However, the UIC working group’s decision is irrelevant to the further activities of EPAL in its organisation of the free EPAL-Europalletpool, and in particular with respect to the suitability for exchange of the EPAL-Europallets and -boxpallets produced in the past and indeed in the future under the EPAL licence.

It remains possible to exchange pallets and boxpallets that have already been produced with the EPAL/oval and EUR/oval marks without restriction. And this also applies specifically to exchanges with pallets and boxpallets that are set to be produced in the future with the EPAL/oval mark.

With regards to the continued use of the EUR/oval mark, EPAL is presently in contractual negotiations with DB Intermodal Services GmbH as the organisation responsible for pallet business on behalf of Deutsche Bahn AG. The organisation has condemned the actions of the UIC working group and distanced itself from the group’s decisions. Furthermore, DB Intermodal Services GmbH has expressed an unlimited desire to continue with the contractual discussions with EPAL, which are presently at an advanced stage.

In light of the fact that the large majority of the remaining European railway associations organised within the UIC working group, and likewise the UIC working group and the EPP itself, have not been particularly active in the promotion of the European pallet pool in recent years, the UIC working group’s decision will not have any effect on the operative business of EPAL.

In the future EPAL, together with its international member associations and the approx. 1,500 licence holders worldwide will bear sole responsibility – as in the past – for the provision of support to the users of EPAL-Europallets and -boxpallets within the framework of transport and storage logistics, as well as for the organisation of the exchange pool.

As a result of the decision made by the UIC working group, EPAL is in a position to focus even more strongly on aligning itself with the fundamental participants in the pallet pool – the shippers and recipients of goods, the hauliers and companies in the storage logistics sector – within the framework of further development of the products and the EPAL-Europalletpool. In contrast to the situation at the time of the exchange pool’s establishment, the use of EPAL-Europallets and -boxpallets within the framework of rail transit is no longer the sole focus of pallet management.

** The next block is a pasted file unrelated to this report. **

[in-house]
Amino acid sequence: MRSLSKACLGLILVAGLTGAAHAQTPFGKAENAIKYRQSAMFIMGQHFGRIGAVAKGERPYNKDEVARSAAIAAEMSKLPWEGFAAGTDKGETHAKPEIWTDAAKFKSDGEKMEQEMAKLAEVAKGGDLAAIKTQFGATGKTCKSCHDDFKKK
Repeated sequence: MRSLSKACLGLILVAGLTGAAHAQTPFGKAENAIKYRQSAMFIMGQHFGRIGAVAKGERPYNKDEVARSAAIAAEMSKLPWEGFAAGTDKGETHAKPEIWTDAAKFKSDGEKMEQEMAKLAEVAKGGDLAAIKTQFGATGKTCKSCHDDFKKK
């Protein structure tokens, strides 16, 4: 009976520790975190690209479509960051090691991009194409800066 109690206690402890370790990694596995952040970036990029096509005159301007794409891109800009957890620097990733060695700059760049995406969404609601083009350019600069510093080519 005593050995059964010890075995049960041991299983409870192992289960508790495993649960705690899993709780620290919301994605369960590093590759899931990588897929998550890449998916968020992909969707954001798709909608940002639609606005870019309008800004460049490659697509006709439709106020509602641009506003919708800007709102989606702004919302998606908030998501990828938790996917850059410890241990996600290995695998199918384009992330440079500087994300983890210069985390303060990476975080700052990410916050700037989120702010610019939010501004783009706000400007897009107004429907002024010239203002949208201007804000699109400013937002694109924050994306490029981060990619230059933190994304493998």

EPAL notes that the UIC working group has named two other companies as pallet organisations. Neither company owns any rights to the awarding of licences for the EPAL/oval mark.

It is surprising that the UIC working group, as a representative of public railway companies, has undertaken to commission other organisations without a public tender and in particular without the prior exchange of information with EPAL or any other market participants, and in doing so has ignored the results of the tender carried out by EPAL.

It remains to be seen whether the decisions of the UIC working group are legally effective.

If the decisions of the UIC working group do stand then EPAL shall be carefully observing the further development of the other organisations and deciding, on this basis, whether the pallets and boxpallets licensed by the other organisations are suitable for exchange within the EPAL-Europalletpool.

In every event, EPAL shall remain the world’s leading pallet organisation in the field of open pallet exchange as a result of its many years of experience and the large volume of EPAL-Europallets and -boxpallets produced, repaired and exchanged under the licence and quality assurance of EPAL.


Source: EPAL